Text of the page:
Cornish student suggests protein alternatives
A pupil at Cornwall’s Duchy College Stoke Climsland has suggested that insect larvae could soon replace traditional meats as a main source of protein.
Jean-Pierre Barendse, also known as JP, has been conducting research into protein levels found in insects and compared them to more conventional methods of obtaining protein, such as consuming chicken or beef, as part of his FdSc in Food Studies. He said the future of his children were the inspiration behind this project.
“Thinking that this planet could sustain the food needs for the exponential growth rate of humans would be naïve,” he explained. “Sustaining animal protein farming is not viable when it comes to feeding a global population.”
Research indicates that about 70% of all farmland is used up by livestock, with the demand for animal protein growing on a global level. It is thought that this will increase by 80% between now and 2050.
“When considering that producing one kilogram of beef may use as much as 15,000 litres of water and could produce as much as 28 kilograms of CO2 gas,” he said, “these are just a few reasons why considering supplementing meat consumption with alternative protein sources, such as insects, is important.”
Studies have shown that growing mealworms releases fewer greenhouse gases than producing chicken, pork and beef does, while raising the insects takes up significantly less land.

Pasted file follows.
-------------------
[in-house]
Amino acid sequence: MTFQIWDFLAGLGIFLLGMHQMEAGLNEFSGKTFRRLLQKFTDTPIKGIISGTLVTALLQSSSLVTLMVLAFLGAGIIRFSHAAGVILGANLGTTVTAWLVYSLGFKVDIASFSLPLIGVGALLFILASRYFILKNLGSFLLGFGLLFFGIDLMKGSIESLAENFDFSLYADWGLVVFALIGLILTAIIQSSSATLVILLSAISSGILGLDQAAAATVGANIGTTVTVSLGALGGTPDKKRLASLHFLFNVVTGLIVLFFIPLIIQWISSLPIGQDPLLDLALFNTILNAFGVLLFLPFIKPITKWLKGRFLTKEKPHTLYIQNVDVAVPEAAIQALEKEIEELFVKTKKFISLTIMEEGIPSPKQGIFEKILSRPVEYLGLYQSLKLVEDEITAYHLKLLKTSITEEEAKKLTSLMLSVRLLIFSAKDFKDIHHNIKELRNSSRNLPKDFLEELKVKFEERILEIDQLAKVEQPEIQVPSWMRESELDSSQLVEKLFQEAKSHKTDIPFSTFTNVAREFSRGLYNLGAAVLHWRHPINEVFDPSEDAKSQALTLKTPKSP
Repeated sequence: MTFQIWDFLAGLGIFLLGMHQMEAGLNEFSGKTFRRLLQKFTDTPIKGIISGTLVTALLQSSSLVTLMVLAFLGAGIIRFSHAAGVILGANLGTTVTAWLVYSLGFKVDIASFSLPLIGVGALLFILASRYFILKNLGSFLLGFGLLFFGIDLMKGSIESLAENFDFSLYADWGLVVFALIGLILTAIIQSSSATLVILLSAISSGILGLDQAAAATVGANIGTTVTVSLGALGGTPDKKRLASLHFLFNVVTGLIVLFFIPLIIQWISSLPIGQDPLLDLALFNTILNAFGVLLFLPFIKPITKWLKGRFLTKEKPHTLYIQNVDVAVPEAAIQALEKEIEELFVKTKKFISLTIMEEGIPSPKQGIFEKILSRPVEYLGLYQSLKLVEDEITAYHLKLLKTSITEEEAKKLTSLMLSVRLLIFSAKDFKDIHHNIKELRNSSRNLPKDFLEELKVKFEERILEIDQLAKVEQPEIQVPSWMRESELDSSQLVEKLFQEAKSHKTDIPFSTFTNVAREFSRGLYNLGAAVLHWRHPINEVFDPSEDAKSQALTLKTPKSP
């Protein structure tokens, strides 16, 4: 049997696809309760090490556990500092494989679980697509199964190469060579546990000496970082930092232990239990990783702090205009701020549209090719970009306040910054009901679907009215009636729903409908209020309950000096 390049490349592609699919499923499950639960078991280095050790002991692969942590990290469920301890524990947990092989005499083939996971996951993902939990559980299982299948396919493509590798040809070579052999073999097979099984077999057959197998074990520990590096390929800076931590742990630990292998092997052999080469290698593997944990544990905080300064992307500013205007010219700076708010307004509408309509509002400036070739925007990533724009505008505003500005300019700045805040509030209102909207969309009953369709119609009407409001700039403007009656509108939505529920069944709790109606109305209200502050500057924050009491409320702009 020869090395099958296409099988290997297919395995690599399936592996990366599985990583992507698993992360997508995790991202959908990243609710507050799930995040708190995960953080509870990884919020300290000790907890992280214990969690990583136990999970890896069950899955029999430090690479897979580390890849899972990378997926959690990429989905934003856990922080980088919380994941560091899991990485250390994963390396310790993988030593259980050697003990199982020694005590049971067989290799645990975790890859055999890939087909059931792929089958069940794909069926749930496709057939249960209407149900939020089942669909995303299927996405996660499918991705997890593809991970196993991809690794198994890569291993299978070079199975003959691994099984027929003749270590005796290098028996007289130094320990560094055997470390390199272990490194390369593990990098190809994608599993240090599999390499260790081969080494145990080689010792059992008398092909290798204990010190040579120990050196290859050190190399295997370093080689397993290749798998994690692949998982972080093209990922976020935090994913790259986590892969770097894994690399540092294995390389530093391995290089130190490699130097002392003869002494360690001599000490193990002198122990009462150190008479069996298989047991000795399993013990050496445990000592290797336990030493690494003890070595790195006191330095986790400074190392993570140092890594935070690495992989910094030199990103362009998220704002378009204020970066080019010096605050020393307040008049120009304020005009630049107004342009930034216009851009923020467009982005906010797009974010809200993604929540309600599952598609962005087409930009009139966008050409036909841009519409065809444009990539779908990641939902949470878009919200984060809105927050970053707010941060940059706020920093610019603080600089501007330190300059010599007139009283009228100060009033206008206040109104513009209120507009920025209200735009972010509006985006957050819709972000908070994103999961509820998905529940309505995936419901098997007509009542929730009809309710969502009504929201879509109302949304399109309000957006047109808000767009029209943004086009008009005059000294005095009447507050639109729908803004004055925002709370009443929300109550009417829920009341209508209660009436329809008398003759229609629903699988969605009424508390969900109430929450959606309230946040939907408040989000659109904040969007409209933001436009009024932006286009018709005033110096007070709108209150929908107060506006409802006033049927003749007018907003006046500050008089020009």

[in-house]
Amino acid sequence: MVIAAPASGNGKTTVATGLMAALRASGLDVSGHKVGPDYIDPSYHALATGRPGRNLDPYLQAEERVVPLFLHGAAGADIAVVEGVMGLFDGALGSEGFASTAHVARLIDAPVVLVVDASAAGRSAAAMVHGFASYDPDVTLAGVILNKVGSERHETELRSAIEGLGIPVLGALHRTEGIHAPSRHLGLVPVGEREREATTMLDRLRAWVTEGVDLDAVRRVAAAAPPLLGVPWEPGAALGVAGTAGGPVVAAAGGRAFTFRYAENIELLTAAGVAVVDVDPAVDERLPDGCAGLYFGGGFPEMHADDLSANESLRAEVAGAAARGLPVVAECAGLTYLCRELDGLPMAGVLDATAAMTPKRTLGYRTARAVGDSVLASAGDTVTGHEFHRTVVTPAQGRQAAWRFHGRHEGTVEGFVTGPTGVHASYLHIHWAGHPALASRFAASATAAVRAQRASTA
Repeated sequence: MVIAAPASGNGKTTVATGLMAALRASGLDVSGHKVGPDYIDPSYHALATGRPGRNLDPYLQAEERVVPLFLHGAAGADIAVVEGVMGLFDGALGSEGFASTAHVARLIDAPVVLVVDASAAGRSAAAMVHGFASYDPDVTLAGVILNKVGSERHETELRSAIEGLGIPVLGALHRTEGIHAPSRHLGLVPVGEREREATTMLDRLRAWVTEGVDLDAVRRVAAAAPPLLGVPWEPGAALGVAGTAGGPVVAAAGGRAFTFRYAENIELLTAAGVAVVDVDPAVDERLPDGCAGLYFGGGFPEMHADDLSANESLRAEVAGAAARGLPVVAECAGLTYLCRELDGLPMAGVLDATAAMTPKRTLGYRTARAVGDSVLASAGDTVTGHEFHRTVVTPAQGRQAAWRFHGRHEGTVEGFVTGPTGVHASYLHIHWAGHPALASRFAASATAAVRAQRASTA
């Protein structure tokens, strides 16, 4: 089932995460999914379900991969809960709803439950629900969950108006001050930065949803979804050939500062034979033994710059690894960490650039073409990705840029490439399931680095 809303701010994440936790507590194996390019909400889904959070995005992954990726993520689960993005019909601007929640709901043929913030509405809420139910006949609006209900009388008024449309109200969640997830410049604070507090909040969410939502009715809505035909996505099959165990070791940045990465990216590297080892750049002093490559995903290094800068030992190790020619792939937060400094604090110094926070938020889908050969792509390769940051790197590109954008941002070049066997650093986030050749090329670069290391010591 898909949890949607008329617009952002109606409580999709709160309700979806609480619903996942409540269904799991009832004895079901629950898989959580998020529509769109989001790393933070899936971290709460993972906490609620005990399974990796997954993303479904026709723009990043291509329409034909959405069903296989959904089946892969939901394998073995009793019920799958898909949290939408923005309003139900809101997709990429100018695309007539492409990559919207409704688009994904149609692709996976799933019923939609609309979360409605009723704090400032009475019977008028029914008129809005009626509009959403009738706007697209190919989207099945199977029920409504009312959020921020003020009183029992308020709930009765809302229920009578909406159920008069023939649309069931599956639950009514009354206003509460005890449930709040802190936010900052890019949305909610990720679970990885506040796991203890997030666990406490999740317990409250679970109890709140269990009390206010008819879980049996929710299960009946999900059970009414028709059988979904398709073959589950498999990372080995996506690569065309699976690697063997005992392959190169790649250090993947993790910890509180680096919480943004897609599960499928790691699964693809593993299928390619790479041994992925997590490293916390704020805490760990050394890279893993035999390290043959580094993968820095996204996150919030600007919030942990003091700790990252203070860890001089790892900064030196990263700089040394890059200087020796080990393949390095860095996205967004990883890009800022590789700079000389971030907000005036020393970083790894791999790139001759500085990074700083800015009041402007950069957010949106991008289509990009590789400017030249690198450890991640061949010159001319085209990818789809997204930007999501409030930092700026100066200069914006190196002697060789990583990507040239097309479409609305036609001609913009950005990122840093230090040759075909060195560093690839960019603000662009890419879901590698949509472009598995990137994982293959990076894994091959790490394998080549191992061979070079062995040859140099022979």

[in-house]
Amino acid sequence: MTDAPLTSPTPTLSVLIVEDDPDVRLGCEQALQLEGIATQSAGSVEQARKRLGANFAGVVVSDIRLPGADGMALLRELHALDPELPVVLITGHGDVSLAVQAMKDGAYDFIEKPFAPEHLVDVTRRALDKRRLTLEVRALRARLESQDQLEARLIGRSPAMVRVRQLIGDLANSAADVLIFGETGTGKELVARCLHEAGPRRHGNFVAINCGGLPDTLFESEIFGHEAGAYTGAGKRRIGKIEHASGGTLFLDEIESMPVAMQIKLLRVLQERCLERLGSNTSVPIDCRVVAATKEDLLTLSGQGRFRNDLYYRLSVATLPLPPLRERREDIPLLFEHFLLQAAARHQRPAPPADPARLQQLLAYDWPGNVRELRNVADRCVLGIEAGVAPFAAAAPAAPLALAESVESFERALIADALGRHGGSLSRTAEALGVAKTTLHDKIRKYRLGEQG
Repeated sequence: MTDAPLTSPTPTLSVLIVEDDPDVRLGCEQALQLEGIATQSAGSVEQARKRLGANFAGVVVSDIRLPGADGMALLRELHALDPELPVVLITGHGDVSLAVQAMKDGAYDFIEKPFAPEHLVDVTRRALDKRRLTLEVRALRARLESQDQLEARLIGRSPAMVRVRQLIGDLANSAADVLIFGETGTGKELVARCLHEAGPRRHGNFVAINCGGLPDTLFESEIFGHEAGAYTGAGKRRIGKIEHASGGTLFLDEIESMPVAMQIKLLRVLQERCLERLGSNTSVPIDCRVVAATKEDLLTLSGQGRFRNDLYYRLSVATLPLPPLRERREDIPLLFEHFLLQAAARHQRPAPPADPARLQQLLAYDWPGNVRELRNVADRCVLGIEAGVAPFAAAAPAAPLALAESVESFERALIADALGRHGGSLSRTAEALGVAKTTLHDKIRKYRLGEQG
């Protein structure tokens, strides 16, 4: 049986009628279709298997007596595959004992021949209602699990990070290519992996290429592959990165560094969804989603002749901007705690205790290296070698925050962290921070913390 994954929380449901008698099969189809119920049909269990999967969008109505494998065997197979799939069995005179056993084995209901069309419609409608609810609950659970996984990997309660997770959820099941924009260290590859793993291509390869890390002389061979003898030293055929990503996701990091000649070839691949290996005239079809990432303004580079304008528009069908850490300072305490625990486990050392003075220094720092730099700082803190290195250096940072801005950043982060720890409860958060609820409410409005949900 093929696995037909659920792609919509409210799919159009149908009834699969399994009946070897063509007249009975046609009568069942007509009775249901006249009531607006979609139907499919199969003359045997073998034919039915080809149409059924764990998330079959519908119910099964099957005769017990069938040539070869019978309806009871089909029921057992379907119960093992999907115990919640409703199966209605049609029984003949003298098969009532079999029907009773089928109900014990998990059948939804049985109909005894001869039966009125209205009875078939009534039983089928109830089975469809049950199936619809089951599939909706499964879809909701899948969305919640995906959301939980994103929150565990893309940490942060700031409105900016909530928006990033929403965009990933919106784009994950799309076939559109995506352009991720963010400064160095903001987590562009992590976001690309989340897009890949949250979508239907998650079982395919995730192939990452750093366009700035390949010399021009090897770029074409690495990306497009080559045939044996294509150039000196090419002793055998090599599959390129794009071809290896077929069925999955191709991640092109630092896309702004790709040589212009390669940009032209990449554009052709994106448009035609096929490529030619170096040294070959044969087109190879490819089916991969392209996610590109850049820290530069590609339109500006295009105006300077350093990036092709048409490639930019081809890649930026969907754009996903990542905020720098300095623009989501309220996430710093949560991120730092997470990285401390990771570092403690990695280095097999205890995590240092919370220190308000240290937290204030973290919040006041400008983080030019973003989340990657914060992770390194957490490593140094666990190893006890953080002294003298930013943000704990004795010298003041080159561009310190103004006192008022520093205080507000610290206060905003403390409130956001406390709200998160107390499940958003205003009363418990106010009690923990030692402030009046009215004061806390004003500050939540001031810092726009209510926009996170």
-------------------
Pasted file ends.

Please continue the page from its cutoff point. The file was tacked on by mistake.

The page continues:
“Mealworms should be a great supplement to the human diet as they use far less resources to rear,” continued Barendse. “They use a fraction of the land required to raise free-range chickens and other livestock. Yes, they are worms and the thought of eating them may be offputting, but they could help ensure a future for our children. Eighty percent of the world population supplements their diets with insects, so they can’t be all bad.
“The reality is that insects may never take the place of beef or chicken. However, it may alleviate the pressure on earth’s resources. There will always be a market for meat products but if we supplement our intake of these for one day a week it would make a major difference. Developing products that would be acceptable to western societies would be a challenge, a challenge with new job opportunities and a whole new medium to work with.”
According to the student, mealworms are particularly tasty when toasted in the oven, tasting like nuts or seeds.
Andrew Counsell, principle of Duchy College, added: “As a human race we do need to look at an alternative food source and this research has shown that mealworms are a viable alternative. It has been a pleasure to work with JP on his research and hopefully his findings could turn into a bigger piece of research.”
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- Duchy College Stoke Climsland
- Jean-Pierre Barendse
- Andrew Counsell